I had an audience with the Emperor again. He received me with such extreme coldness that I could not set out my case in the course of a conversation, as I usually do, but instead began to read out the written report. His Majesty’s reaction was not only indifferent, but even abrupt. All the time I was reading the report, which concerned poor supply of provisions to the army and towns, the issuing of machine guns to the police and the general political situation, his mind was elsewhere. This is the way things are at the moment.
Whichever university you may have graduated from, whatever you do in life, however rich you are, you will always be poor as long as you do not welcome art.
At yesterday’s meeting on defence in the Mariinsky Palace the minister for transport presented his report: supplies of fuel for the Nikolaevsky Railway will be exhausted in four days, and the situation on other railways is no better; some railways are down to two days’ worth of fuel! This is why goods are not getting into the city. There are 36,000 wagons full of various goods and foodstuffs stranded along the lines, but there are no locomotives to move them, and where locomotives can be found the majority are not in working condition. The situation is critical. If railway transport is stopped for two weeks there will be a famine. There is already no flour here.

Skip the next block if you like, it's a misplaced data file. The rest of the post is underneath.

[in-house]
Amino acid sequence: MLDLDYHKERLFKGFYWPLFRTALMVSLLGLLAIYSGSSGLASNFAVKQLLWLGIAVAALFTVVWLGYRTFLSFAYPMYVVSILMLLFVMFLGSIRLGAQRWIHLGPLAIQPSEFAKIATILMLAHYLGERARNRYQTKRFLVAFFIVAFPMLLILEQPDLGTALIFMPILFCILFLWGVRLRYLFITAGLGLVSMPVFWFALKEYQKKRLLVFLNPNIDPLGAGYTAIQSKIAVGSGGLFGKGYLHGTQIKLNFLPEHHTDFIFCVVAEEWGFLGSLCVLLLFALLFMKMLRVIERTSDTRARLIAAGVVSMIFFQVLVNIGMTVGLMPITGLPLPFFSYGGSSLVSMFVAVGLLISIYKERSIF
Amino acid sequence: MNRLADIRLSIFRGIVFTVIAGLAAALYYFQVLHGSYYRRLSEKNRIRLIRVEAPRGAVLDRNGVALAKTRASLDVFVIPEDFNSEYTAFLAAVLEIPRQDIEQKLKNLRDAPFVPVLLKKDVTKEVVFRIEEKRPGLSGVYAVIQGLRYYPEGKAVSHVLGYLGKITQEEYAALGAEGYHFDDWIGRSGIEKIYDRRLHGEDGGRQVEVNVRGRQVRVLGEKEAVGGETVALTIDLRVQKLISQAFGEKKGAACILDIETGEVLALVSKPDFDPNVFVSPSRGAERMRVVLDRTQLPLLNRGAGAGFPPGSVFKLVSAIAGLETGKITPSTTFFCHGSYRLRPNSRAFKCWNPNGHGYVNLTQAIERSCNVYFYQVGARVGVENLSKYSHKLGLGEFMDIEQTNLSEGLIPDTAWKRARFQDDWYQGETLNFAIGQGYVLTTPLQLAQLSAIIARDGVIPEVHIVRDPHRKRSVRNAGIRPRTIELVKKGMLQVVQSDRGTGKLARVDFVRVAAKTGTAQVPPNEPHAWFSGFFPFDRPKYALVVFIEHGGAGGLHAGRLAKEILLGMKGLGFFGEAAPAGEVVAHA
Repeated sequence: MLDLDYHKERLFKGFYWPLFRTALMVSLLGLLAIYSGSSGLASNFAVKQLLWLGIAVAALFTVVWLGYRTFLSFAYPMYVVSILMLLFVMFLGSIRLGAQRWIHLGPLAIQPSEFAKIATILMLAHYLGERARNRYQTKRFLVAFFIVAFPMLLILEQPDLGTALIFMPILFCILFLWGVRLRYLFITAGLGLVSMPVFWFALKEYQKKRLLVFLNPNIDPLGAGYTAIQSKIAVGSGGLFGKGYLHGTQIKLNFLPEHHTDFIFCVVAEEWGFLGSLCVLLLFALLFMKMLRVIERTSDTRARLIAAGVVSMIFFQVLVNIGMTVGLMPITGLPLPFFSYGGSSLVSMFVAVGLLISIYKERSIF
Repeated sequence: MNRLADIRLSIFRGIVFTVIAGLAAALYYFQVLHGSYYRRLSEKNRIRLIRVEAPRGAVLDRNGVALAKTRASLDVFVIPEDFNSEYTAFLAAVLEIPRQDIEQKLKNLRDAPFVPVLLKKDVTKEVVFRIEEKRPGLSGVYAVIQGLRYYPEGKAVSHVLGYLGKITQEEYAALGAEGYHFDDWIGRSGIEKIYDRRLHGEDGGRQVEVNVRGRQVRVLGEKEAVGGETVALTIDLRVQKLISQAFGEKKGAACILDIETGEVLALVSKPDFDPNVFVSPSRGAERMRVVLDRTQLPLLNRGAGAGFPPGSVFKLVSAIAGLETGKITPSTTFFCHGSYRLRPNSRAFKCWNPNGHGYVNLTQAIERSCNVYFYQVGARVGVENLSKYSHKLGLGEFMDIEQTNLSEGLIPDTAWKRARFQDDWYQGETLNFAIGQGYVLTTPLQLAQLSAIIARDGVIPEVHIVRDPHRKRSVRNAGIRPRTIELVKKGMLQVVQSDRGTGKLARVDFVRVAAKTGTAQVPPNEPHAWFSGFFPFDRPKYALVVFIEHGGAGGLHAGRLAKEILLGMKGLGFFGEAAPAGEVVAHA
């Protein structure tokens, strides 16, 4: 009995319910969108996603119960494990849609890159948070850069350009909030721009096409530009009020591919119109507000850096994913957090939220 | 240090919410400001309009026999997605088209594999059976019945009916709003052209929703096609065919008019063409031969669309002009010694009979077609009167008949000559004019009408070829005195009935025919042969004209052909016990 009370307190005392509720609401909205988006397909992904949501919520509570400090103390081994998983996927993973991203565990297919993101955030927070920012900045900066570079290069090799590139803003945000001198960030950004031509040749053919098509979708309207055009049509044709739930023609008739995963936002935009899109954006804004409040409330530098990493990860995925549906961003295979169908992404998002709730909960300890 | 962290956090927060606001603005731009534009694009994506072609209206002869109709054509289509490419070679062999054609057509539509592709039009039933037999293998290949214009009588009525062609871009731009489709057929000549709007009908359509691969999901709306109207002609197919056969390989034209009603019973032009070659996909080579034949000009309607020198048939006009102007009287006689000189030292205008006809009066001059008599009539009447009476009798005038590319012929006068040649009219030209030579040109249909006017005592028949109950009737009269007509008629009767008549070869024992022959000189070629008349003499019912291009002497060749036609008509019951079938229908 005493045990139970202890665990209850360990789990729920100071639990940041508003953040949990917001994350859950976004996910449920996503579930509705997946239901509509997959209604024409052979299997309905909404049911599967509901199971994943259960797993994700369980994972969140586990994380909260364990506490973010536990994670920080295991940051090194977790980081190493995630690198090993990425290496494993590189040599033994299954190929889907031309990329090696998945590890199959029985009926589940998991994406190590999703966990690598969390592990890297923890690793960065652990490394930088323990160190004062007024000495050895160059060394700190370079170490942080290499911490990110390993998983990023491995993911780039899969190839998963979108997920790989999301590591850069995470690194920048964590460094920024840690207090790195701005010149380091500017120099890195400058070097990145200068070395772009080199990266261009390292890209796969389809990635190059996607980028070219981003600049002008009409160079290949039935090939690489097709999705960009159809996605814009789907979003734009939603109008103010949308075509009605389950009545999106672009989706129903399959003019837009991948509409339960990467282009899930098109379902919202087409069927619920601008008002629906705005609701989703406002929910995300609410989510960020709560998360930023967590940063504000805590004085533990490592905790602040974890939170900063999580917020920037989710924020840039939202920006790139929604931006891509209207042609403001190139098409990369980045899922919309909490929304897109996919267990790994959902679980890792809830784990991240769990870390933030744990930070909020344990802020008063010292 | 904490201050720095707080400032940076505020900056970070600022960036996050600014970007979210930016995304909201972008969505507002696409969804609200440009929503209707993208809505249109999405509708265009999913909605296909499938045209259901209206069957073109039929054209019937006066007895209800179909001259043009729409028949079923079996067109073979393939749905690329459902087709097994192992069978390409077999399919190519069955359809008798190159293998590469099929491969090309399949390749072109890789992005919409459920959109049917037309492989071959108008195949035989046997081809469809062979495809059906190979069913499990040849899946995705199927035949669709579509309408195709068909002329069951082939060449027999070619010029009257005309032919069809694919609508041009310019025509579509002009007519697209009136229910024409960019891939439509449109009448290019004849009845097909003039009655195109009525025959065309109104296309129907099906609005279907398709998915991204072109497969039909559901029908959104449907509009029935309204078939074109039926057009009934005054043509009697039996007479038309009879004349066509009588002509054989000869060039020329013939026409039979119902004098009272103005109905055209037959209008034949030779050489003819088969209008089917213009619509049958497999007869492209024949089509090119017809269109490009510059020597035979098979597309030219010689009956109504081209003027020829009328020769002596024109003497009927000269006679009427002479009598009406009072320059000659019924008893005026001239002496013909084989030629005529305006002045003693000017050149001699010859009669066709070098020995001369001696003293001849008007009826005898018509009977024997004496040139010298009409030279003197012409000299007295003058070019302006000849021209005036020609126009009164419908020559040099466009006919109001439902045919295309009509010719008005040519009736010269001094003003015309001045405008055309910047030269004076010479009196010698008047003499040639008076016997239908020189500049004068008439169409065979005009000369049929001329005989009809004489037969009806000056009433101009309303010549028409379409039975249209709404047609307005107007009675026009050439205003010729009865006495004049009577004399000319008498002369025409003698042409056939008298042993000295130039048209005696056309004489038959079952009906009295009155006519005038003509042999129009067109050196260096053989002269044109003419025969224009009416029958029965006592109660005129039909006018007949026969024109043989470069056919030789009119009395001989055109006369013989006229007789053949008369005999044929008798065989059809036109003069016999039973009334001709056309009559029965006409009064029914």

I am not going to play games with you. If you suspect us of being engaged in politics, I will not dispute it for a minute. Yes, we are involved in politics, but it is the government that has turned us into a political organisation. We think the question of defence can only be resolved if the political conditions of our work are altered.
What is it that binds wealth of spirit with poverty? After all, it’s not difficult to obtain a comfortable style of life, but by God is it dull.
I’ve got a large canvas ready, something will come of it, although I’m sick of anything which is not painting in its purest of forms. I’m happy only with pure colours and materials and the like. Well, something will come of it.
I am told that during his visit to Petrograd, Bratiano has sounded the Emperor as to his ultimate consent to the marriage of the Grand Duchess Olga to Prince Carol, the presumptive heir. The idea of this union has been mooted several times before. The Emperor's answer was quite encouraging: "I shall have no objection to the marriage if my daughter and Prince Carol find they suit each other."
This evening I read and helped Mary with a puzzle.